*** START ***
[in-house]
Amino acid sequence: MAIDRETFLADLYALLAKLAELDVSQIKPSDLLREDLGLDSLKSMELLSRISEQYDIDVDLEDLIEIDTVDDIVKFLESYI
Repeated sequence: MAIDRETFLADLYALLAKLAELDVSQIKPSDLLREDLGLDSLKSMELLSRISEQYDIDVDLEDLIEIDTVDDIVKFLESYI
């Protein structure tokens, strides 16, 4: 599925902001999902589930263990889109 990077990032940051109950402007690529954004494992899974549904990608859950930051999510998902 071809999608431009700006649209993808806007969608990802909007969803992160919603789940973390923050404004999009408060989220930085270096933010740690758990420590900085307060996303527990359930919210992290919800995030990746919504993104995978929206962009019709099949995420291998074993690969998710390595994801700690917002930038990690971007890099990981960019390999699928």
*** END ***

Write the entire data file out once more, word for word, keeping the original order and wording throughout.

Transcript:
[in-house]
Amino acid sequence: MAIDRETFLADLYALLAKLAELDVSQIKPSDLLREDLGLDSLKSMELLSRISEQYDIDVDLEDLIEIDTVDDIVKFLESYI
Repeated sequence: MAIDRETFLADLYALLAKLAELDVSQIKPSDLLREDLGLDSLKSMELLSRISEQYDIDVDLEDLIEIDTVDDIVKFLESYI
């Protein structure tokens, strides 16, 4: 599925902001999902589930263990889109 990077990032940051109950402007690529954004494992899974549904990608859950930051999510998902 071809999608431009700006649209993808806007969608990802909007969803992160919603789940973390923050404004999009408060989220930085270096933010740690758990420590900085307060996303527990359930919210992290919800995030990746919504993104995978929206962009019709099949995420291998074993690969998710390595994801700690917002930038990690971007890099990981960019390999699928």